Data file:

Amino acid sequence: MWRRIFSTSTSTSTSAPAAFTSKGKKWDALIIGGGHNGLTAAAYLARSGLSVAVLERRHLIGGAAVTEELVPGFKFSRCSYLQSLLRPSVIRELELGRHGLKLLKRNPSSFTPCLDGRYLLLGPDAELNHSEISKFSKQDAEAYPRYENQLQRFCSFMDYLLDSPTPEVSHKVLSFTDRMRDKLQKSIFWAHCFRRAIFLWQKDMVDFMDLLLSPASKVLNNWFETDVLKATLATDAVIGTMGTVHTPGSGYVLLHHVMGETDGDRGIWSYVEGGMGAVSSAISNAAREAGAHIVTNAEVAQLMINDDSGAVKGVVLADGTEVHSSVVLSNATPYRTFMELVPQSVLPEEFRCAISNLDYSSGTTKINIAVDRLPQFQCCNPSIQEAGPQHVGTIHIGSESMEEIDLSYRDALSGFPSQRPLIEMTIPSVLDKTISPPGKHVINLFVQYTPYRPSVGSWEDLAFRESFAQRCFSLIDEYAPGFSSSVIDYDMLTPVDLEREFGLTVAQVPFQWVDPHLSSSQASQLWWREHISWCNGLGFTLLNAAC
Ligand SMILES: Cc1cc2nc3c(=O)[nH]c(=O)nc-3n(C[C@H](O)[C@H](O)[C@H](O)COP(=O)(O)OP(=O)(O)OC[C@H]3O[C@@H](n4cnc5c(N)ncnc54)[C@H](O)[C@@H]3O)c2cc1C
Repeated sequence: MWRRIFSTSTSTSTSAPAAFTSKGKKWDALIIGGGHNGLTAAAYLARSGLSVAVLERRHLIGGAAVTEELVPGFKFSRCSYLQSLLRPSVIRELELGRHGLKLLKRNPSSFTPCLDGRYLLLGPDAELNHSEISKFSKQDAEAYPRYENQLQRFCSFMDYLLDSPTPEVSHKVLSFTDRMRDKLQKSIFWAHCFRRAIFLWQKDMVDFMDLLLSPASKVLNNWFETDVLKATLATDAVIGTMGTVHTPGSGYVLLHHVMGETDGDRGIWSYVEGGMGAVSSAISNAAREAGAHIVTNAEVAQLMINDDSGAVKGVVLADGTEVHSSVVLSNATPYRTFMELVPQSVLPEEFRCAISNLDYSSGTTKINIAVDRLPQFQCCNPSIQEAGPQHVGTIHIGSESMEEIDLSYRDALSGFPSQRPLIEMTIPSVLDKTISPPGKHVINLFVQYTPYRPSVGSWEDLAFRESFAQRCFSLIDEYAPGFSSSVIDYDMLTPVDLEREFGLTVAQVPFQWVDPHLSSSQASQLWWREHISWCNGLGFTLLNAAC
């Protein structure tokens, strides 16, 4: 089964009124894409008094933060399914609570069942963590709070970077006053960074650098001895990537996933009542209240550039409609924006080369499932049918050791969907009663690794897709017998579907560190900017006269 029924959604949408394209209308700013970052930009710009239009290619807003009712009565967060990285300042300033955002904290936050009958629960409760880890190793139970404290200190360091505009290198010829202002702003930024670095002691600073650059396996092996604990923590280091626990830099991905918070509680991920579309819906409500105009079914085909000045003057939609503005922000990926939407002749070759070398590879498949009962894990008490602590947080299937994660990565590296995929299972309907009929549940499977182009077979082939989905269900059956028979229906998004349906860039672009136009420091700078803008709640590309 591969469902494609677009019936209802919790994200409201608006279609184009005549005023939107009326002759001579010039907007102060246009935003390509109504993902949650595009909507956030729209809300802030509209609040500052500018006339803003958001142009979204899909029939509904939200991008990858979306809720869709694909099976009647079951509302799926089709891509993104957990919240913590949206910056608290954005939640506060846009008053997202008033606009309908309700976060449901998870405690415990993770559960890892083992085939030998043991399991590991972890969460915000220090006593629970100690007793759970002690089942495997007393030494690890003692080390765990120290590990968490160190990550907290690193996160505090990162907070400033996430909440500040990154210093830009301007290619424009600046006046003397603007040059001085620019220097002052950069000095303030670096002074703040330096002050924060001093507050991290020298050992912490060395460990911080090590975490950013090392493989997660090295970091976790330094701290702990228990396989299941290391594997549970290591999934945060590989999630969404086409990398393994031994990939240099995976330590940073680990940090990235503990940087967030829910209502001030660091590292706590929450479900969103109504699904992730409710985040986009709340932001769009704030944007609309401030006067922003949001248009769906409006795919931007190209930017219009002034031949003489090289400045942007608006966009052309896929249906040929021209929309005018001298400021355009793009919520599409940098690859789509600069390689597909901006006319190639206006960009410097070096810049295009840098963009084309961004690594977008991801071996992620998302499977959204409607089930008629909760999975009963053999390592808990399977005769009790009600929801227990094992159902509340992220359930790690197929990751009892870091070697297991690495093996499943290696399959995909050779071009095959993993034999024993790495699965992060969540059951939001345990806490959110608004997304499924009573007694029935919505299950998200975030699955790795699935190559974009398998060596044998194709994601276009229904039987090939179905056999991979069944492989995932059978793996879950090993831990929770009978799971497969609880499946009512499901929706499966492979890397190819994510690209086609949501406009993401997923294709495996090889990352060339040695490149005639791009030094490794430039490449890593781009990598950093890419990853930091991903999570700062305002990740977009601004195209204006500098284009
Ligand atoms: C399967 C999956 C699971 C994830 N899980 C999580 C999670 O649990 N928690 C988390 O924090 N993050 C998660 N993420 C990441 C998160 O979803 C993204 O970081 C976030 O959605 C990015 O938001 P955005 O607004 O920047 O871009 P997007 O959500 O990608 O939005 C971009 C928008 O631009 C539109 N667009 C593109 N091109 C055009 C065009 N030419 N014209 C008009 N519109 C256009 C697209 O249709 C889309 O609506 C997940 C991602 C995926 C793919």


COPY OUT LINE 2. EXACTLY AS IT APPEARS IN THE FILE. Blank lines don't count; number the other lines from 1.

Ligand SMILES: Cc1cc2nc3c(=O)[nH]c(=O)nc-3n(C[C@H](O)[C@H](O)[C@H](O)COP(=O)(O)OP(=O)(O)OC[C@H]3O[C@@H](n4cnc5c(N)ncnc54)[C@H](O)[C@@H]3O)c2cc1C